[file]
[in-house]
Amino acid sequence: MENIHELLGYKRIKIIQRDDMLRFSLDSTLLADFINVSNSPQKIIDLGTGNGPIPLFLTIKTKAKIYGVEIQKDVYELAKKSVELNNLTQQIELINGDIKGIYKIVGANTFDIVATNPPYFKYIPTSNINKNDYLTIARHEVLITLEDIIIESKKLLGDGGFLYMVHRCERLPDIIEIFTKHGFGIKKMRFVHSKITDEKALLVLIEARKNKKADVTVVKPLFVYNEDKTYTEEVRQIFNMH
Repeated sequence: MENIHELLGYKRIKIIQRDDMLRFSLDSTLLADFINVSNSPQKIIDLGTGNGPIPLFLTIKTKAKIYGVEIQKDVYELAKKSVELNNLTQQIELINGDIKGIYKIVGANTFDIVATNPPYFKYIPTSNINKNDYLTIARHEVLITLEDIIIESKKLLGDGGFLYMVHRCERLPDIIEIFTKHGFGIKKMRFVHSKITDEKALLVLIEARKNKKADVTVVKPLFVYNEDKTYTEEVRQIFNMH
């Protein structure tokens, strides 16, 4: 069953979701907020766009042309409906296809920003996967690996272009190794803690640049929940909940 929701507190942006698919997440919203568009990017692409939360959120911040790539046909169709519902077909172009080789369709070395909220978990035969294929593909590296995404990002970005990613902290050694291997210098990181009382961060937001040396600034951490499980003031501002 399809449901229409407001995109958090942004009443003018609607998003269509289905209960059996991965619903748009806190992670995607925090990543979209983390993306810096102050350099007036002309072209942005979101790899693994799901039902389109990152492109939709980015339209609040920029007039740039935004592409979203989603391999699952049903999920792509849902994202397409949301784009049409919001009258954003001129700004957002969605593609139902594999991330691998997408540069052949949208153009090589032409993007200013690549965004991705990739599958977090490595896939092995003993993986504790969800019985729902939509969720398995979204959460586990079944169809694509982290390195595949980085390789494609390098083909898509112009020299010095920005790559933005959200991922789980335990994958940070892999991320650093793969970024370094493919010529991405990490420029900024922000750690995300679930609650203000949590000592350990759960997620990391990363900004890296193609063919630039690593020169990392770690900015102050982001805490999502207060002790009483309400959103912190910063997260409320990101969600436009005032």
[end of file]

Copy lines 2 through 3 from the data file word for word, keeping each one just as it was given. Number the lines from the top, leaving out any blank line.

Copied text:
Amino acid sequence: MENIHELLGYKRIKIIQRDDMLRFSLDSTLLADFINVSNSPQKIIDLGTGNGPIPLFLTIKTKAKIYGVEIQKDVYELAKKSVELNNLTQQIELINGDIKGIYKIVGANTFDIVATNPPYFKYIPTSNINKNDYLTIARHEVLITLEDIIIESKKLLGDGGFLYMVHRCERLPDIIEIFTKHGFGIKKMRFVHSKITDEKALLVLIEARKNKKADVTVVKPLFVYNEDKTYTEEVRQIFNMH
Repeated sequence: MENIHELLGYKRIKIIQRDDMLRFSLDSTLLADFINVSNSPQKIIDLGTGNGPIPLFLTIKTKAKIYGVEIQKDVYELAKKSVELNNLTQQIELINGDIKGIYKIVGANTFDIVATNPPYFKYIPTSNINKNDYLTIARHEVLITLEDIIIESKKLLGDGGFLYMVHRCERLPDIIEIFTKHGFGIKKMRFVHSKITDEKALLVLIEARKNKKADVTVVKPLFVYNEDKTYTEEVRQIFNMH